How to Qualify for a Labour Market Impact Assessment Work Permit in Canada?
The TFWP lets employers hire temporary workers to fill temporary labor and skill shortages. Employers need a document from Employment and Social Development Canada (ESDC)/Service Canada stating that they can hire a temporary worker. This is known as a Labour Market Impact Assessment (LMIA). An LMIA verifies that there is a need for a temporary worker and that no Canadians are available to do the job.
If Employers hire a temporary worker through the TFWP, they will need to apply for an LMIA and pay the related fee.
The International Mobility Program (IMP) lets employers hire temporary workers without an LMIA. Exemptions from the LMIA process are based on:
- broader economic, cultural or other competitive advantages for Canada;
- reciprocal benefits enjoyed by Canadians and permanent residents.
There are two ways to find out if the Employer requires an LMIA
Review the list of LMIA exemption codes;
Contact the International Mobility Workers Unit
Review the LMIA exemption codes
1. Visit the Labour Market Impact Assessment exemption codes table, and review the list of regulations.
2. Select the LMIA exemption code that seems most relevant to the hiring situation, and read the detailed description provided.
3. Take note of the exemption code that applies. This code will need to be included in the offer of employment.
Also, the employer can contact the International Mobility Workers Unit.
The International Mobility Workers Unit (IMWU) helps employers determine if the temporary worker they want to hire is exempt from the LMIA process or exempt from a work permit.
If an LMIA or work permit exemption applies to your situation, you can request an opinion from the IMWU if the temporary worker is
from a visa-exempt country; and currently outside of Canada.
If the temporary worker is not from a visa-exempt country or is already in Canada, the processing officer reviewing their work permit application, at the port of entry or in a case processing center, will determine if an LMIA exemption applies to their situation.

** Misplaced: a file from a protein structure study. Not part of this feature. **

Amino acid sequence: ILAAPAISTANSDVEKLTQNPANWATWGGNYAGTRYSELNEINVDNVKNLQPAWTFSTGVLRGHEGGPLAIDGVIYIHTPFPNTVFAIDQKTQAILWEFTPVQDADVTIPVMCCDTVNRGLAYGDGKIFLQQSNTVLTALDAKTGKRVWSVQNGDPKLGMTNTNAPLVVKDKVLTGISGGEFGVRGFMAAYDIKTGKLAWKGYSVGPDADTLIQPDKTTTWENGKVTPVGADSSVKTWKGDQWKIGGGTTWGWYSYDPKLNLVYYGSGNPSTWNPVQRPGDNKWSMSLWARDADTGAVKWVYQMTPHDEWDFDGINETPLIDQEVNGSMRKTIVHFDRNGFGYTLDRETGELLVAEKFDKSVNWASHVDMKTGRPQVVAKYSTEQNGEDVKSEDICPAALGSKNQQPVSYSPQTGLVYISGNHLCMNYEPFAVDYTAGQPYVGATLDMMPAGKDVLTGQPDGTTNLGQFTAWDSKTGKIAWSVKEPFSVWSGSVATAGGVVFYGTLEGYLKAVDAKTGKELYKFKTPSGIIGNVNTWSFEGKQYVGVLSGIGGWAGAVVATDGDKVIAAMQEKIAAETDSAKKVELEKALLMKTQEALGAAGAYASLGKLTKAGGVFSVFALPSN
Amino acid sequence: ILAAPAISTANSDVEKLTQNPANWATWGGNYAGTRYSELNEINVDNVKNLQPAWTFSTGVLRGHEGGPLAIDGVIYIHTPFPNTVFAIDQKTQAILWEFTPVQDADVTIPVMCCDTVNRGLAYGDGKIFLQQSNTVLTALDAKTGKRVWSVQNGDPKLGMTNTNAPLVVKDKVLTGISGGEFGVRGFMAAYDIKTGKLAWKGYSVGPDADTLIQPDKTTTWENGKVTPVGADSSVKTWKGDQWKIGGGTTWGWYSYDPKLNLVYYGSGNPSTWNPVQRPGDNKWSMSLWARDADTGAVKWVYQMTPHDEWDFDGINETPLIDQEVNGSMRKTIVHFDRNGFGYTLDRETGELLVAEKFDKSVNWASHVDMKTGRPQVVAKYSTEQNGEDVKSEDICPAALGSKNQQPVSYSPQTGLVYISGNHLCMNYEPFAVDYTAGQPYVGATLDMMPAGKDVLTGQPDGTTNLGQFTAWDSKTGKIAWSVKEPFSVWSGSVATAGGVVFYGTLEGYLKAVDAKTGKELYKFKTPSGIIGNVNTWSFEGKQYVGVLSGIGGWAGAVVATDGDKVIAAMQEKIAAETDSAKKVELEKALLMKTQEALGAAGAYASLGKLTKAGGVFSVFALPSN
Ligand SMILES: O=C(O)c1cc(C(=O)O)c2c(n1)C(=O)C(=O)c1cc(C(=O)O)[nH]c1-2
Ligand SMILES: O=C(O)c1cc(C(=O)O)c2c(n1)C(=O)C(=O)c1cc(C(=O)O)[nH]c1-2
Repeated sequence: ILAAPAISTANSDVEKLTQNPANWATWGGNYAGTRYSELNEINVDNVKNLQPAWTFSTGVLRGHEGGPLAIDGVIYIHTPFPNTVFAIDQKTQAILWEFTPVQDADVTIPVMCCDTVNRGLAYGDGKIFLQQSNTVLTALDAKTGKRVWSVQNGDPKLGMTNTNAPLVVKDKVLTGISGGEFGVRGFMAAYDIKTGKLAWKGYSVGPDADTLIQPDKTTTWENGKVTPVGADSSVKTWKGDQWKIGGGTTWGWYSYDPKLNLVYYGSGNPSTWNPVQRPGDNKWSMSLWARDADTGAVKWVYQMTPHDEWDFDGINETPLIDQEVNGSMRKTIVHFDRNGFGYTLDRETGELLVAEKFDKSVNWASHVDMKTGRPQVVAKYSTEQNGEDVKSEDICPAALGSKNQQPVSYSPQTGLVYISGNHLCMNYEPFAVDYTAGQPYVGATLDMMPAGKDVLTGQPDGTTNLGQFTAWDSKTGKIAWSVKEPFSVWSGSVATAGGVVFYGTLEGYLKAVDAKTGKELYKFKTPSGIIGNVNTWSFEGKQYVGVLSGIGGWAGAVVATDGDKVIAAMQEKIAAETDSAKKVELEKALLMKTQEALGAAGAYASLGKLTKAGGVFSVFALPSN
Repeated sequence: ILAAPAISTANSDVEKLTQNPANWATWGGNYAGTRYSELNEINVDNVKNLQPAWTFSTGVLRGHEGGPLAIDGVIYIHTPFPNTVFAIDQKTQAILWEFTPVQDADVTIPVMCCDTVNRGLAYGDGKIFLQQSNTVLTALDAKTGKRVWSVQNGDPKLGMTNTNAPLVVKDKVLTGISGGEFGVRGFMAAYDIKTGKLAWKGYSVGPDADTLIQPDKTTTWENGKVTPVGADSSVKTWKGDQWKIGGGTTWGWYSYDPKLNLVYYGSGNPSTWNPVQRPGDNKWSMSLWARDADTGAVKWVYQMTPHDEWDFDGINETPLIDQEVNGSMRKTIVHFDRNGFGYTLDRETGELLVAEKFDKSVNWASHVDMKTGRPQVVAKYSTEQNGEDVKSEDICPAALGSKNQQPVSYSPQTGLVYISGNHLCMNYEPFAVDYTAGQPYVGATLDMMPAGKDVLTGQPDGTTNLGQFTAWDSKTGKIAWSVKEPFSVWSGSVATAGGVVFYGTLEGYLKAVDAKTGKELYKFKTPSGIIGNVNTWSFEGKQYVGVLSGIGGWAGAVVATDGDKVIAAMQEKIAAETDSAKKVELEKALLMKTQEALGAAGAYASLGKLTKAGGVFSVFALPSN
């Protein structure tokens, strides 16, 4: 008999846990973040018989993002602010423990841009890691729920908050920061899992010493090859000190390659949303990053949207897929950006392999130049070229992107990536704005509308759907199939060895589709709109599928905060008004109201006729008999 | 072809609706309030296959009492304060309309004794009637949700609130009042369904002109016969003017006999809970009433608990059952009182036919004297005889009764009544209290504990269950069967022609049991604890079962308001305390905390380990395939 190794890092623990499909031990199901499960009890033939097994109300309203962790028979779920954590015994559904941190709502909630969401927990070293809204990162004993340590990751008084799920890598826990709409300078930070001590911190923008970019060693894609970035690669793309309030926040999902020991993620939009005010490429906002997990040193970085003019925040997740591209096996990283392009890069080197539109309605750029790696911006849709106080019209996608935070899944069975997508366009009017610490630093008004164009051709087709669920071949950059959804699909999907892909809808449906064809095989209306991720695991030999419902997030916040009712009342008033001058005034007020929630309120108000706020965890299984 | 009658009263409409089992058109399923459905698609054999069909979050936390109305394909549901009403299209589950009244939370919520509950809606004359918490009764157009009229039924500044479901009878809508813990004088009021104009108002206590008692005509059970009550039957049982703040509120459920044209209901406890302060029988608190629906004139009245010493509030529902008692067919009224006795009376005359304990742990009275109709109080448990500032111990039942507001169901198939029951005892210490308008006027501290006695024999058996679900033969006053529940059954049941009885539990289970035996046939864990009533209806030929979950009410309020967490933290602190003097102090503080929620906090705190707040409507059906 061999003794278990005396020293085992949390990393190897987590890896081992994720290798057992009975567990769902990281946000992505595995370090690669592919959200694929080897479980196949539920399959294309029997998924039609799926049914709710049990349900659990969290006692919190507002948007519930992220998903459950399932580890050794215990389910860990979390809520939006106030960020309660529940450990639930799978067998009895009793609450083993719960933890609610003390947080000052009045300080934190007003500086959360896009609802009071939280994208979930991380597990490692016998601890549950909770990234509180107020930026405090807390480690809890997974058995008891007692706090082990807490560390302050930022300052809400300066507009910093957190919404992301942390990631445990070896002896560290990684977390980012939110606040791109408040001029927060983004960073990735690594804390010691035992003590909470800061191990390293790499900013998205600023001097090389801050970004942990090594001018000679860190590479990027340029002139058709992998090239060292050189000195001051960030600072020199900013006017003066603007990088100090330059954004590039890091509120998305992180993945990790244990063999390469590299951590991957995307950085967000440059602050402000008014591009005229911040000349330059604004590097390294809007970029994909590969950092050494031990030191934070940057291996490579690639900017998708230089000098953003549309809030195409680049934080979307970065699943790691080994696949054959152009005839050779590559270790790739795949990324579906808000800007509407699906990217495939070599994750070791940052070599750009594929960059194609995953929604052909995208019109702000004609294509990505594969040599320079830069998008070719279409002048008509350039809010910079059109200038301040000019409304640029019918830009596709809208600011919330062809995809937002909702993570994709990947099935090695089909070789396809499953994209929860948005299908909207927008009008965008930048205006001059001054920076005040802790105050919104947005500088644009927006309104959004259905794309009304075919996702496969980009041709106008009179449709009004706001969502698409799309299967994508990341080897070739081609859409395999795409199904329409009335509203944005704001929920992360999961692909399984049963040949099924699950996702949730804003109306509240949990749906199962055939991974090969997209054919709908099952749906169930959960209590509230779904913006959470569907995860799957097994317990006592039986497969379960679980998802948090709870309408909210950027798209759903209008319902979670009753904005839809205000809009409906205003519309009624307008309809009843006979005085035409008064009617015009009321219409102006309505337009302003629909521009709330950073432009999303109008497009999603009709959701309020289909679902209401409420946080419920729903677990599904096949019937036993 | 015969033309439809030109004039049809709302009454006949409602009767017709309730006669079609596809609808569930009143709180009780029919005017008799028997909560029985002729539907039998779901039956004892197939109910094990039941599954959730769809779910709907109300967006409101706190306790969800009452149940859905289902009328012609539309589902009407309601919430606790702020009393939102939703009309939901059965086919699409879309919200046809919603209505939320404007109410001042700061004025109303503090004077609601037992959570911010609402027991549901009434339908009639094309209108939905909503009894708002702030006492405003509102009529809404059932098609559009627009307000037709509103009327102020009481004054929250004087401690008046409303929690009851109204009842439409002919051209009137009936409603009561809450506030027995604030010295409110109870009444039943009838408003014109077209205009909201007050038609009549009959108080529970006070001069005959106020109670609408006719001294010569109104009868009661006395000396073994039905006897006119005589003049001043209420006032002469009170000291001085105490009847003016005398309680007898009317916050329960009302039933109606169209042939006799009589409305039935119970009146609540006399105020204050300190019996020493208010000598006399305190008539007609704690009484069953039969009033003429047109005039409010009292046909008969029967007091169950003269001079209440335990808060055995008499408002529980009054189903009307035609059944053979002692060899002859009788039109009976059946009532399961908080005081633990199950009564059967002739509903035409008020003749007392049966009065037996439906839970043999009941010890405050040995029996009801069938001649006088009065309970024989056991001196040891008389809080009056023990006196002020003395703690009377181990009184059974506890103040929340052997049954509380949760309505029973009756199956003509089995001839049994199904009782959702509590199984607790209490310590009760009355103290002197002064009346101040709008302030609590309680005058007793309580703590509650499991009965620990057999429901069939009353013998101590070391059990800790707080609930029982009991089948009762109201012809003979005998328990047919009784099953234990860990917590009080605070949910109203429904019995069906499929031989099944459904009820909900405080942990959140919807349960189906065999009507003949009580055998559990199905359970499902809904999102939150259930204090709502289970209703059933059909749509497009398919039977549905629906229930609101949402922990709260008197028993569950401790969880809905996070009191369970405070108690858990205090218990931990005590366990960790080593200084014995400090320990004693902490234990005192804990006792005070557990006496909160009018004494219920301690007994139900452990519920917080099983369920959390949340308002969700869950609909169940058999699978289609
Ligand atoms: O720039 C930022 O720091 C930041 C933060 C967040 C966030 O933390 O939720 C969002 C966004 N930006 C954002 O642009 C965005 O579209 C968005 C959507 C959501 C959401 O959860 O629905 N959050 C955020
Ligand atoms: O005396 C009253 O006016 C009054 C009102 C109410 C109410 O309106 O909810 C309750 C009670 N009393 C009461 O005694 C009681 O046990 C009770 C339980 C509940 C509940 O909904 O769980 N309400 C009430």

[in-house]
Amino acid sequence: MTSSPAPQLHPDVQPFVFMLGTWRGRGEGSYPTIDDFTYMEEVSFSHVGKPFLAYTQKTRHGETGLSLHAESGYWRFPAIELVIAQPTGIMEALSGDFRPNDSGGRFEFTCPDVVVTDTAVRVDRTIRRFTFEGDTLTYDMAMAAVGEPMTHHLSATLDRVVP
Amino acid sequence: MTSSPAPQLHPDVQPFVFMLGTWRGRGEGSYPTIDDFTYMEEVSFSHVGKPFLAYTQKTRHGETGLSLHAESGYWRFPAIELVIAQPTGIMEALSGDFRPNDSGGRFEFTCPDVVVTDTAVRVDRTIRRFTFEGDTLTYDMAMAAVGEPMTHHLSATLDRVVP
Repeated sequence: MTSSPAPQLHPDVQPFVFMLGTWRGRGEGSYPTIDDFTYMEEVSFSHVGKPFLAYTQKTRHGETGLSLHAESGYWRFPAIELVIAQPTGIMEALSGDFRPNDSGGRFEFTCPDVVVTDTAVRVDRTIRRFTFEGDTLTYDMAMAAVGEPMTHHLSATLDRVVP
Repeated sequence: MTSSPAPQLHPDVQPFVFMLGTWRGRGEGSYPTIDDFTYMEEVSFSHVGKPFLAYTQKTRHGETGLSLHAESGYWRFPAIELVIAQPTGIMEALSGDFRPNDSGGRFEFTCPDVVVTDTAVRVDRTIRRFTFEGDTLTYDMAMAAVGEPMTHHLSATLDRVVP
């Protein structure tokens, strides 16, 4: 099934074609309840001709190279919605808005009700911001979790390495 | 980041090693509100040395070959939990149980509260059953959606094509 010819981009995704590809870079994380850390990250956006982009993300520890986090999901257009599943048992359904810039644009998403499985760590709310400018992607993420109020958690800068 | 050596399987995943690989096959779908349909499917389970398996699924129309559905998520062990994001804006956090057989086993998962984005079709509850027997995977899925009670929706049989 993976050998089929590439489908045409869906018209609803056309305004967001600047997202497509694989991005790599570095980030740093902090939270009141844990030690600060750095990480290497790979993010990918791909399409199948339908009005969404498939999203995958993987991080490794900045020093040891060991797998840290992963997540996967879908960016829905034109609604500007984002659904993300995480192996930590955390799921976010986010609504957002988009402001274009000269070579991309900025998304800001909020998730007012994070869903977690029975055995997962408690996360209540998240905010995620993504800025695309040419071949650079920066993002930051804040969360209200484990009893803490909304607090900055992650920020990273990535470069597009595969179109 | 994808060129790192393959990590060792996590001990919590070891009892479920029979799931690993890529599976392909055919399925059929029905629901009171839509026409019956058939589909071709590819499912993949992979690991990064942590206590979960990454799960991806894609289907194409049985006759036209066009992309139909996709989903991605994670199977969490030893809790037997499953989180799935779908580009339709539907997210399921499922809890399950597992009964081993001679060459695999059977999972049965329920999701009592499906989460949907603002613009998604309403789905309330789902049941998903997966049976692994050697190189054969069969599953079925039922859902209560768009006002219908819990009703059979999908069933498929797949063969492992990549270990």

The border services officer at the point of entry will consider the opinion given by the unit when the temporary worker applies for their work permit. The opinion does not guarantee entry into Canada.
Opinions are issued within two weeks (14 calendar days).
The requested information and supporting documents must be submitted to the IMWU at least 30 days before the date that the worker plans to enter Canada. The unit will respond to LMIA and work permit exemption inquiries only.
The LMIA has commonly replaced the LMO, Labor Market Opinion, and this is one of the first steps in the work permit approval process. In order to have a valid work permit issued, the applicant must first obtain a positive LMIA.
There are some key points to keep in mind when going to submit to LMIA; one, being as a Canadian employer, you will need to see if you are eligible and/or qualified to apply. Now, once this has been determined that a foreign national can, in fact, be hired by this Canadian employer, a National Occupational Classification Code, or NOC Code, needs to be assessed to further supplement the application and basically show the tasks and duties that need to be fulfilled.
Requirement for LMIA
- The position that is being offered to the foreign worker was firstly made available to the Canadian worker, as it had been advertised for at least one month in three various sources; one of those sources could be online, another one could possibly be in an ad in a newspaper;
- Another thing that needs to be outlined and demonstrated in the LMIA is that there is, in fact, a need for this foreign national to fill this position. Also, you would need to go and demonstrate that by hiring this foreign national, it is not going to have a negative impact on Canada’s labor market;
- The next step would be the job offer from the employer and this would basically state that the position being offered is for full-time, permanent, paid work. And once you go and you get your positive LMIA, you are then able to go and apply for the work permit, through the Express Entry Program.
How to proceed?
3 simple and easy steps:
1. Email us Your issue and any documentation that you consider relevant
2. We review your documents and appoint a consultant/lawyer to contact you with the brief assessment
3. You decide whether to proceed.
If you require in-person consultation, please email us to schedule an appointment.
All our cases are handled by experienced lawyers and RCIC immigration specialists.
Book your consultation NOW!
Source & Copyright: The source of the above visa and immigration information and the copyright owner is the: Citizenship and Immigration Canada and Immigration Quebec
Disclaimer: The content of this page is provided as an information guide only. The use of this website is at the viewer/user's risk. While every effort is made in presenting up-to-date and accurate information, no responsibility or liability is accepted by the owners of this website for any errors, omissions, outdated or misleading information on these pages or any site to which these pages connect or are linked.